LOS ANGELES (CNS) — Southland temperatures will climb this weekend amid an influx of monsoonal moisture, a heightened threat of wildfires, and an increased risk of heat-related illnesses, National Weather Service (NWS) forecasters predict.
“Very hot temperatures with elevated fire danger is expected for interior portions of southwest California this weekend,” according to an NWS statement on July 12.
It said there is a slight chance of thunderstorms across the San Gabriel Mountains and the Antelope Valley, “which will enhance the fire weather threat over these areas.”
The NWS warned that triple-digit temperatures are expected in mountain and valley areas of Los Angeles County and that they’ll decline only to the 70s and 80s during the night.
“The hot temperatures will bring the potential for high heat risk to portions of the lower mountains this weekend,” warned the NWS statement, adding that an excessive heat warning may have to be issued, although forecasters rated the chances of that happening as low.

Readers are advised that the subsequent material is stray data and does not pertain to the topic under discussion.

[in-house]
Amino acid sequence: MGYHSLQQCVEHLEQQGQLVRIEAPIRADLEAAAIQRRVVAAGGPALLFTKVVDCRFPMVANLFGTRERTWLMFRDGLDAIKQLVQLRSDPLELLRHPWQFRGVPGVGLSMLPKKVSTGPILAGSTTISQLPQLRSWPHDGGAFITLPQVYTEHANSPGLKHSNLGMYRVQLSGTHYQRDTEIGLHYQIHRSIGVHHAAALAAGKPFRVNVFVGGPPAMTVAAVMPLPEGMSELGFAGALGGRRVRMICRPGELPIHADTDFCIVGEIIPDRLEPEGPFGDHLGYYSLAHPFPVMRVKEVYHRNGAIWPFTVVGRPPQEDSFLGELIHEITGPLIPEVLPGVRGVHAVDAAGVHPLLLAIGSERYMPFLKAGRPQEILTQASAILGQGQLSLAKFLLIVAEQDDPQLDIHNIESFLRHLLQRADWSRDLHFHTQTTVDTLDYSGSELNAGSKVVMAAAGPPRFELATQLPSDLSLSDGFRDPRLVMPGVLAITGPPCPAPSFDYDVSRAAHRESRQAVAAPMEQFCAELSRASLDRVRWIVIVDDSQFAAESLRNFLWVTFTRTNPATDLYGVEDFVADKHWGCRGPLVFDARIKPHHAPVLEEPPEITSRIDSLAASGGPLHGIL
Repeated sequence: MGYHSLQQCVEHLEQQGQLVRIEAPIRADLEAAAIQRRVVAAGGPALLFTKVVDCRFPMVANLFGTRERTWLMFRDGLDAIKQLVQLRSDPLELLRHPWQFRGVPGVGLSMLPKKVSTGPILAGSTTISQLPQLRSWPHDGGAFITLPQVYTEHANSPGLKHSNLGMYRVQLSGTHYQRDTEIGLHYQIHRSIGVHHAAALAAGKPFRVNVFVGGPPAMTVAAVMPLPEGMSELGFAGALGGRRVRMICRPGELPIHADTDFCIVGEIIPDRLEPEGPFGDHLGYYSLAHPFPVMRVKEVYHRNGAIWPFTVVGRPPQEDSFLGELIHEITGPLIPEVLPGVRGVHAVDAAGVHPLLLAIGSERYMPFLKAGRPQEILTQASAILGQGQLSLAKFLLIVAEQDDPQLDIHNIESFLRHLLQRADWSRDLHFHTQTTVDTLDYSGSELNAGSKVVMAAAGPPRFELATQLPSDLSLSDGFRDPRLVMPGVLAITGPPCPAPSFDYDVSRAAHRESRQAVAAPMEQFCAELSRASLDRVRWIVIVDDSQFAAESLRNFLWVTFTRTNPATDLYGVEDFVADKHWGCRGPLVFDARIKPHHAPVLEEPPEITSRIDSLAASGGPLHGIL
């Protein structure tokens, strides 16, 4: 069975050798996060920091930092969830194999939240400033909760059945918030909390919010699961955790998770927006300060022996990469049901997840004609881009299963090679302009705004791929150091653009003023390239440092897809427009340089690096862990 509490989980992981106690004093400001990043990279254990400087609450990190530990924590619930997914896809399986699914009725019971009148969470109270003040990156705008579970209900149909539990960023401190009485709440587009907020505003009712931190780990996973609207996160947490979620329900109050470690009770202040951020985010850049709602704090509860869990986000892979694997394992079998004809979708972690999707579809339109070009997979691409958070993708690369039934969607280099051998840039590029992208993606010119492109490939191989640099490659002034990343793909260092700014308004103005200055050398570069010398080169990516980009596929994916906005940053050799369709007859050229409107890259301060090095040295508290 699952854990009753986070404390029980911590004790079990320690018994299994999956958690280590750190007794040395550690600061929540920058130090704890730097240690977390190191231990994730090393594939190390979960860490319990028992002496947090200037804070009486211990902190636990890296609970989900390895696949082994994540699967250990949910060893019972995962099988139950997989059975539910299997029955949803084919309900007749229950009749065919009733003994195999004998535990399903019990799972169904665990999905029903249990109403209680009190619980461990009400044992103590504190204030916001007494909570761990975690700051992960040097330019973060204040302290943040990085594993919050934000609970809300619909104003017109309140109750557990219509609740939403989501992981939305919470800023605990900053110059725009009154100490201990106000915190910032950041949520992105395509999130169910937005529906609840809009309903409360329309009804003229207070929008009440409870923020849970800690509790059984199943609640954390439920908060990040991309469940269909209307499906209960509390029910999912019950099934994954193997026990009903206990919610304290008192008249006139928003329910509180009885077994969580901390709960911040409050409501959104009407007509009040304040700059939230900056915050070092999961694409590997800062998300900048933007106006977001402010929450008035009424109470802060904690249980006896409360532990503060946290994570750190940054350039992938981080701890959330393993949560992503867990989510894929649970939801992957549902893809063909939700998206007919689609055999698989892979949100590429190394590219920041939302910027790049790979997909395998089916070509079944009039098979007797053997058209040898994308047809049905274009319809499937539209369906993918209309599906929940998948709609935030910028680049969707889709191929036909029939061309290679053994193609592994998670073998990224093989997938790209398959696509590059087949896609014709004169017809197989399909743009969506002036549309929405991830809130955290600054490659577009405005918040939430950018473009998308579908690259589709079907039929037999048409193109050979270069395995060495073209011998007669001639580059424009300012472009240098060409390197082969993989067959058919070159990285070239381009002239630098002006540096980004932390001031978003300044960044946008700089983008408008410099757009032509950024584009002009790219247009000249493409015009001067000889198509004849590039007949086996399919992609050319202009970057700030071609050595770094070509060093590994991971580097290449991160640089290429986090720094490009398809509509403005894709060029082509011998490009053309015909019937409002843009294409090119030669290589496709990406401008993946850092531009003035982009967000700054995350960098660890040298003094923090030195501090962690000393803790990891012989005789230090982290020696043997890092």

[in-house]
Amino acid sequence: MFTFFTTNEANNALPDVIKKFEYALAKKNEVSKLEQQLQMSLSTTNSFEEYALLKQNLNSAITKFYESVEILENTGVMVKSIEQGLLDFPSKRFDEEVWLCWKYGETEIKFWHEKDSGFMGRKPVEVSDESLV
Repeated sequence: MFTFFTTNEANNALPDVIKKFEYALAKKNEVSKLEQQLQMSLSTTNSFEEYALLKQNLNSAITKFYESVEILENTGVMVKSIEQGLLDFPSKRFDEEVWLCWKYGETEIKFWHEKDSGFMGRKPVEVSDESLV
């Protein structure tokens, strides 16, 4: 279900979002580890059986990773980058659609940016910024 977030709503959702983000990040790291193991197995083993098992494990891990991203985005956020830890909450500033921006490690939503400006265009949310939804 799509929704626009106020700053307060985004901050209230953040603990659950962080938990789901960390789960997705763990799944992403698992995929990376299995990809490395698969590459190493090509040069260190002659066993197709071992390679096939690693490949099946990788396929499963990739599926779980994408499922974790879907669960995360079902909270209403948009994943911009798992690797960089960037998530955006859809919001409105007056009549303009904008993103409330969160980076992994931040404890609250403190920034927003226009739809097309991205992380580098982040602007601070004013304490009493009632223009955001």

“People should plan to reduce time in the sun during peak heating hours this weekend and drink additional water to keep hydrated.”
Downtown L.A. is expected to reach highs of 87 degrees on Saturday, Sunday and Monday, according to an NWS forecast. Pasadena, San Gabriel and Burbank will experience highs of around 95 Saturday, Sunday and Monday while Woodland Hills hovers around 102 and Lancaster reaches 106 — about 5 degrees above normal.
While temperatures will be on the high side, this weekend’s weather is still not expected to reach heat wave levels, as was the case last weekend, said NWS meteorologist Dave Bruno.
The NWS also warned of strong ocean rip currents at beaches.
“There is an increased of ocean drowning, especially with more people seeking relief from hot inland temperatures,” the statement said, adding that rip currents can “yank swimmers and surfers out to sea, large breaking waves can wash people off beaches and rocks and capsize small boats near shore.”
Forecasters urged beachgoers caught in a rip current to remain parallel to the shore until able to break free.
Forecasters blame the high surf on a moderately long period southerly swell generated by former Hurricane Eugene, which later turned into a tropical storm off the coast of Baja California.